Wednesday, September 7, 2011

When It's Not Unacceptable

Perhaps Pink Floyd "don't need no education," but for those of us in academia, the question is sometimes asked: Can we use double negatives? (Aside: English majors also wonder if my use of passive voice a moment ago is appropriate. Having such thoughts, however, does not make you an English major; that fallacy is called "affirming the consequent." See: computer science or philosophy majors.)

While your elementary school English teacher probably told you to never use them, double negatives actually do have a place in our discourse. (Those teachers should have known to never say never, not ever, not ever.) Since grammar girl has a relatively lack-luster article on the topic, here are is my own two cents. You can use a double negative to (and only to)...

1) Contrast the positive with the absence of the negative
Example: "I thought she would have liked me, or at least not disliked me, but it seems I was mistaken."
Example: "But of course I'm excited! I can't not be excited!"

2) Highlight a deviation
Example: "I don't like that one. I don't like that one. I don't...hmm. Well, I don't dislike that one."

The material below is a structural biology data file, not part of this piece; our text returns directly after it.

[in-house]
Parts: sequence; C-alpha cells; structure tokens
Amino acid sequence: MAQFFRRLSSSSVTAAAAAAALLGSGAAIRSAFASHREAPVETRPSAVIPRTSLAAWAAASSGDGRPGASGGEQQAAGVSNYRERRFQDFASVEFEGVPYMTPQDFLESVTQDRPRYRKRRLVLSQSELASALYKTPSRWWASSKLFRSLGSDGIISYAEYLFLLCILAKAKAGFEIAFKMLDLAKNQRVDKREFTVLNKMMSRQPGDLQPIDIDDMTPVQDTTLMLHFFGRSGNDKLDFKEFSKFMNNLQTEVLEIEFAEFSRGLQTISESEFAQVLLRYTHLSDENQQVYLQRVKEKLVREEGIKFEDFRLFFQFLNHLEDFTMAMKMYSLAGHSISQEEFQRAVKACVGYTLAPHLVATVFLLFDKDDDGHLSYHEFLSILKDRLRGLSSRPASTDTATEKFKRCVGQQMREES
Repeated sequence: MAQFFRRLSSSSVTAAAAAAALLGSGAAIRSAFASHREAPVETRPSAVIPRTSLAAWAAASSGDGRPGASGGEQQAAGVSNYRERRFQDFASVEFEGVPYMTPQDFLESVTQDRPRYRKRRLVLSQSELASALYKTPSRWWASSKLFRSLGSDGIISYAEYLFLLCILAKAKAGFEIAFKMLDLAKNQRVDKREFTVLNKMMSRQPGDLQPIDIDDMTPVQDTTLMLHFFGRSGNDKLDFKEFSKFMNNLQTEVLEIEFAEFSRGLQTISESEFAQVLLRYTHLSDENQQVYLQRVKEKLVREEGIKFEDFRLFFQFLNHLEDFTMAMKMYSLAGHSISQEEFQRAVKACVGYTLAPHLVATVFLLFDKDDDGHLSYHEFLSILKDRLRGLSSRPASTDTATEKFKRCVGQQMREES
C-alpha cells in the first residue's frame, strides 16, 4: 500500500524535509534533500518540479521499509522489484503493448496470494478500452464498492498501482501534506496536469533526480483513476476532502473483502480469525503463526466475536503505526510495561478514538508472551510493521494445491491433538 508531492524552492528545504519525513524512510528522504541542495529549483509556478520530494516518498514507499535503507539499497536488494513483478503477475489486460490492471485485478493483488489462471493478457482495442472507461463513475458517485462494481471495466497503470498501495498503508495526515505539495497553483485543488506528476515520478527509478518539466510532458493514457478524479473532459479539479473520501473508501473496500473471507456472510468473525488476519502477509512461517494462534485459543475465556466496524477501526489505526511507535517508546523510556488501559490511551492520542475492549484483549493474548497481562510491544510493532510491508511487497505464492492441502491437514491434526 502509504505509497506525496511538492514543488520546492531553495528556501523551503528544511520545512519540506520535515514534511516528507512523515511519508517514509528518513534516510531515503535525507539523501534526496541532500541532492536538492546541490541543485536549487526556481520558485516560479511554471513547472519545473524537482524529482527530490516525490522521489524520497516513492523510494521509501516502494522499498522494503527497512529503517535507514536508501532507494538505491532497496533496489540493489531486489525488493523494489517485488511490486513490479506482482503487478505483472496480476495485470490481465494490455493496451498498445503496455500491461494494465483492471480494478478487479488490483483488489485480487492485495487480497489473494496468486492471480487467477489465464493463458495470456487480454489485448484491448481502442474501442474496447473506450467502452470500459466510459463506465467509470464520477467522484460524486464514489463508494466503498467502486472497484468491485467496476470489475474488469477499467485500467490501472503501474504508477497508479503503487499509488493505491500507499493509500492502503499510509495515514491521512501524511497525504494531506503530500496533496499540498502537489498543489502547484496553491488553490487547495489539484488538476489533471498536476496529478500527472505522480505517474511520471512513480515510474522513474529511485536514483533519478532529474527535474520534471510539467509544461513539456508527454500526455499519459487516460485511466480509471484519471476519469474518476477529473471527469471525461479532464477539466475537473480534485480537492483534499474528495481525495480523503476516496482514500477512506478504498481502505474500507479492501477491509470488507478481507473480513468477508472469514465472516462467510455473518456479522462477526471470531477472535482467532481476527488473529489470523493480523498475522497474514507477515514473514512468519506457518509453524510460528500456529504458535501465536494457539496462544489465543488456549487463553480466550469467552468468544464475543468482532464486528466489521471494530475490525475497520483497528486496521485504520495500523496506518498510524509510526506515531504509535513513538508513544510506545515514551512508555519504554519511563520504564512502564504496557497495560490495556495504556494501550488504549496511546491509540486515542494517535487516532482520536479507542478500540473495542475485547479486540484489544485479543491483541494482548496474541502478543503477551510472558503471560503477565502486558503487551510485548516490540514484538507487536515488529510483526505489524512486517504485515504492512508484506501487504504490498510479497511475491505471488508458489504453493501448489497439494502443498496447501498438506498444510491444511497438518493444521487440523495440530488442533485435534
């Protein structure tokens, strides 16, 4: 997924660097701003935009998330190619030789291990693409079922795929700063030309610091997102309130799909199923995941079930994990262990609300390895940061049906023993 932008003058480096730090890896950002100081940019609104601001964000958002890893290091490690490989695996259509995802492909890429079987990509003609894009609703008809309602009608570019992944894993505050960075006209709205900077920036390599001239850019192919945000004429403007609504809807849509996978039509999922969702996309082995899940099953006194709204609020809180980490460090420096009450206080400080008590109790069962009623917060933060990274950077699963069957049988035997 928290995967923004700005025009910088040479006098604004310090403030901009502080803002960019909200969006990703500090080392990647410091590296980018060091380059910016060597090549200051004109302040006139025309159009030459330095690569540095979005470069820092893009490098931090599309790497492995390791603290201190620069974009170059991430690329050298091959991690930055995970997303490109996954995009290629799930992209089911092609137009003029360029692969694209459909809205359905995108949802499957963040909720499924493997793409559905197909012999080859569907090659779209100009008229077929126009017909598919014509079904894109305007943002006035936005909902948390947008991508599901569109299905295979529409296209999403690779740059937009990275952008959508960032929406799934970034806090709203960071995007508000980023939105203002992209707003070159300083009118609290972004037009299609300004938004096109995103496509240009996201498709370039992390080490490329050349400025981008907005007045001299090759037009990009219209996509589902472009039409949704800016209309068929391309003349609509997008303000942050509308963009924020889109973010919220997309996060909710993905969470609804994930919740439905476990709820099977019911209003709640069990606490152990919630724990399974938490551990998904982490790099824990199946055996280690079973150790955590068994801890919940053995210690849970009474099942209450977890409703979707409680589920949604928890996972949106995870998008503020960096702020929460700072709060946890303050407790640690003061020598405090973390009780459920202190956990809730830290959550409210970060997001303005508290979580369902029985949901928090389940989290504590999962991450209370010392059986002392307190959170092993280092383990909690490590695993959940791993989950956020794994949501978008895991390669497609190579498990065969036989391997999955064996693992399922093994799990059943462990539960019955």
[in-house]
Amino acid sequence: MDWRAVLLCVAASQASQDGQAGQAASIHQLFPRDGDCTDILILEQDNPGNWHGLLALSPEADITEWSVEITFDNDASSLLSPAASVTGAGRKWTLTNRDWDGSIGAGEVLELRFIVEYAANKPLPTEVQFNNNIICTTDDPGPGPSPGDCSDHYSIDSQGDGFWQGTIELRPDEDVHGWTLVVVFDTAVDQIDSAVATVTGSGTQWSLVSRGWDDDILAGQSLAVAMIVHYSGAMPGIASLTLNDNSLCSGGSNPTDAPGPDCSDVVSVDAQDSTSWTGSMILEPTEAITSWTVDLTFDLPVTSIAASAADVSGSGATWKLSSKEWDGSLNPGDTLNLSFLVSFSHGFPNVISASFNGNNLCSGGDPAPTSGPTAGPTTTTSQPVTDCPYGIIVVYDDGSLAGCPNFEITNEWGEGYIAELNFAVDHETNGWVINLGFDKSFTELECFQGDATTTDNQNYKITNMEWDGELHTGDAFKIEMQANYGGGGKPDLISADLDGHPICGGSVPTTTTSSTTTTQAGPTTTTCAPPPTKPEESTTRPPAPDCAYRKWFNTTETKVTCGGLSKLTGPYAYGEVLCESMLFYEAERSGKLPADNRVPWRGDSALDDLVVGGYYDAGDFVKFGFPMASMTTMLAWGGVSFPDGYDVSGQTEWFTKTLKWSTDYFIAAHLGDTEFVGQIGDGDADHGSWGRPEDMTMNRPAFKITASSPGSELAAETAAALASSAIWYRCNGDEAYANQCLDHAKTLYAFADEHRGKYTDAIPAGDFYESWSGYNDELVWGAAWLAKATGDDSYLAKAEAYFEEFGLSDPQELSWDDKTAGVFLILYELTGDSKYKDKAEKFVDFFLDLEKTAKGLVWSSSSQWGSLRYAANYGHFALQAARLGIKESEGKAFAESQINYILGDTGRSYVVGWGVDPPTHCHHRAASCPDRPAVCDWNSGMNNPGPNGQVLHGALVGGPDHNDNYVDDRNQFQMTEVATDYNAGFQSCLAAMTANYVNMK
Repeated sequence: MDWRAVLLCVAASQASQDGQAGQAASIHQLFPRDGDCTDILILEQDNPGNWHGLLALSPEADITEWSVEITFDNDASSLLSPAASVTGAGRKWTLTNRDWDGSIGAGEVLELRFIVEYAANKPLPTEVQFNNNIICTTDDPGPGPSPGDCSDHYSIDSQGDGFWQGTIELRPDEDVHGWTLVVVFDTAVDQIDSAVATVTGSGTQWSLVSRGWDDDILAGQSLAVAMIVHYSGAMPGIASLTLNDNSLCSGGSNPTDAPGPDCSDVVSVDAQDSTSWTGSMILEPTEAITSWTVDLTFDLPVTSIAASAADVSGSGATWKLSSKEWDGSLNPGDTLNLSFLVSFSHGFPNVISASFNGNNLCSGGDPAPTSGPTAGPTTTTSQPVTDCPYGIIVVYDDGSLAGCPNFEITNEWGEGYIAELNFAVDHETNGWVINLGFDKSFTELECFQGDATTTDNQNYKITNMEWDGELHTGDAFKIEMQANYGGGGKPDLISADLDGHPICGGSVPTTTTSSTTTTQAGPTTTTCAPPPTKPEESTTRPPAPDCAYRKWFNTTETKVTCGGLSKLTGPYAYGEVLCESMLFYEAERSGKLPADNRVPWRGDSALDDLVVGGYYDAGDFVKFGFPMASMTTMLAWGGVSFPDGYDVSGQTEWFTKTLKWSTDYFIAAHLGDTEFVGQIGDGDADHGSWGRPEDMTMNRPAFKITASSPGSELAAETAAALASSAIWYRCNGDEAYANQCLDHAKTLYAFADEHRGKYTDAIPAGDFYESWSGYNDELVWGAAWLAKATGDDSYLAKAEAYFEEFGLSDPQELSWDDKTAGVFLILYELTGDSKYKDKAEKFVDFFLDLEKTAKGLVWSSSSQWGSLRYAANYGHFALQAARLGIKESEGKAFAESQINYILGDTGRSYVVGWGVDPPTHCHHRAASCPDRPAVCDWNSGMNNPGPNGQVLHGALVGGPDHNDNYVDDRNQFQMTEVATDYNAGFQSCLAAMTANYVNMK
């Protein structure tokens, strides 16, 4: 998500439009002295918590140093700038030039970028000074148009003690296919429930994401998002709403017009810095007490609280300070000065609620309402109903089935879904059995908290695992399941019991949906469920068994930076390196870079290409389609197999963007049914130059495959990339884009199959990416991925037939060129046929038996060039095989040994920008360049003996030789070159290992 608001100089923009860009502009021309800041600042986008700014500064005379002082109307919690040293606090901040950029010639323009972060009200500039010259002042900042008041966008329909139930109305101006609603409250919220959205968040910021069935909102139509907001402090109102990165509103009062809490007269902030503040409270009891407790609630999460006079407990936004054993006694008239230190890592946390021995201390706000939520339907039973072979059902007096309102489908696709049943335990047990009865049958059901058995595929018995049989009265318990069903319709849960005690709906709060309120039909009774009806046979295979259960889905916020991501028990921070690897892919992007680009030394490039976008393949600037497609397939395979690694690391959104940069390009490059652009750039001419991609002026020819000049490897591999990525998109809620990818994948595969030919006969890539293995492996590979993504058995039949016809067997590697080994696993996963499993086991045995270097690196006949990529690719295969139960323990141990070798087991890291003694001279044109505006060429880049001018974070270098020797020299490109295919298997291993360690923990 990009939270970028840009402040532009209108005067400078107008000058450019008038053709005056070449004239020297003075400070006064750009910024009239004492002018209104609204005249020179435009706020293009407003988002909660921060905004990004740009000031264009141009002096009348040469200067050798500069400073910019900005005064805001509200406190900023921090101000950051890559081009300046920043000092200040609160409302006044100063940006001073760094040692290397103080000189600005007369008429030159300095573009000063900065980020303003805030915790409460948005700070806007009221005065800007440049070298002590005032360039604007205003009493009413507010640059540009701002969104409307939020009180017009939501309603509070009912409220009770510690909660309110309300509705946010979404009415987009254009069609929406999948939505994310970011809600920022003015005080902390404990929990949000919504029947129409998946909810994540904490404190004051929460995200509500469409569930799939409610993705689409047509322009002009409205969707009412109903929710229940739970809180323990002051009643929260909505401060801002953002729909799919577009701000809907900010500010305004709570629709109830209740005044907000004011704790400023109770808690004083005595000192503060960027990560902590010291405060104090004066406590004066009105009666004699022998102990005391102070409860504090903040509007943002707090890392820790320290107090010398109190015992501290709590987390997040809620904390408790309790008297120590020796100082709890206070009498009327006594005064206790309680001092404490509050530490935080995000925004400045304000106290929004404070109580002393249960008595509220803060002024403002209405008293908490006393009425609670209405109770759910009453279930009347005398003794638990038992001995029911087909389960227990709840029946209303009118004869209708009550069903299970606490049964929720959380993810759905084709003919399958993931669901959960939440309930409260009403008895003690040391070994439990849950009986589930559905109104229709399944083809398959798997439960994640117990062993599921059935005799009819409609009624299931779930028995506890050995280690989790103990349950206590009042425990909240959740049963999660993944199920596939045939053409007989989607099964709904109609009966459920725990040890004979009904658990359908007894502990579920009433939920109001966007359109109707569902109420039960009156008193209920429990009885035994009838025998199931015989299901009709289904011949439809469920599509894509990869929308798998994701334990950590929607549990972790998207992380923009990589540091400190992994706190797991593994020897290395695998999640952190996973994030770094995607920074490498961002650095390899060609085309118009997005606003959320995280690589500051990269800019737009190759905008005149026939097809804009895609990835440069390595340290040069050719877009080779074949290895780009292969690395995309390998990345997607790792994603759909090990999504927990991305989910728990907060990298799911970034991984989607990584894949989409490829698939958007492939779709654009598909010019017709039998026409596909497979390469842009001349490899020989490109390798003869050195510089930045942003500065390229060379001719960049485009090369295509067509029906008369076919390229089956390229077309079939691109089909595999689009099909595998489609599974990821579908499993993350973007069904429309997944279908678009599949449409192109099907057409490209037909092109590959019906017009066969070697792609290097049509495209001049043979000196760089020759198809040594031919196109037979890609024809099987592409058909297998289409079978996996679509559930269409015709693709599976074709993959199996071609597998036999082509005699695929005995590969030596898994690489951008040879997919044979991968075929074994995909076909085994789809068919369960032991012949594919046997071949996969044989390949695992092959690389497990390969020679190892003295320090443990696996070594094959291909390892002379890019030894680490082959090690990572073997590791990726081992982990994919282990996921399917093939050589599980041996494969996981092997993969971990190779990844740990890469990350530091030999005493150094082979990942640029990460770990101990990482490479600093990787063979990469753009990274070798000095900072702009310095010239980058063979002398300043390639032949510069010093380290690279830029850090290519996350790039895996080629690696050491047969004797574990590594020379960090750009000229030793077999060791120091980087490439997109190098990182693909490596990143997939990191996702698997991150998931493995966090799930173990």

Example: "Unlike previous concerns, this is no insignificant matter."

3) Avoid committing to positivity (or negativity)
Example: "I don't dislike your course, professor; I just have other courses which interest me more."
Example: "I am not impressed, nor am I unimpressed."

What we're talking about is using the double negative for well-thought-out strategic rhetorical purposes. When people say not to use double negatives, they're trying to avoid:

1) Confusing sentences
Example: "Isn't it true that you were never there that night?" (Literally: Is it true that you were there?)

2) Failure to convey proper meaning
Example: "I don't want nothing to eat...leave me alone!" (Literally: I want something to eat.)

3) Useless words
Example "A not unblack dog was chasing a not unsmall rabbit across a not ungreen field." - Orwell

Well, there you have it. So the next time you can't avoid slipping a double negative into something you've written, take a moment to evaluate what you're doing. If what you're saying can be said more simply with a positive, without the loss of meaning, go for it. Otherwise, know that, just as two wrongs make something very different from a right, it's not impossible to produce with negatives something more than a mere positive could ever provide.

1 comment:

  1. Just an FYI on "GOT MILK?" -
    The American Dairy Association's huge success with it's campaign "Got Milk?" prompted them to expand advertising to Mexico. It was soon brought to their attention that the Spanish translation read "Are you lactating?"


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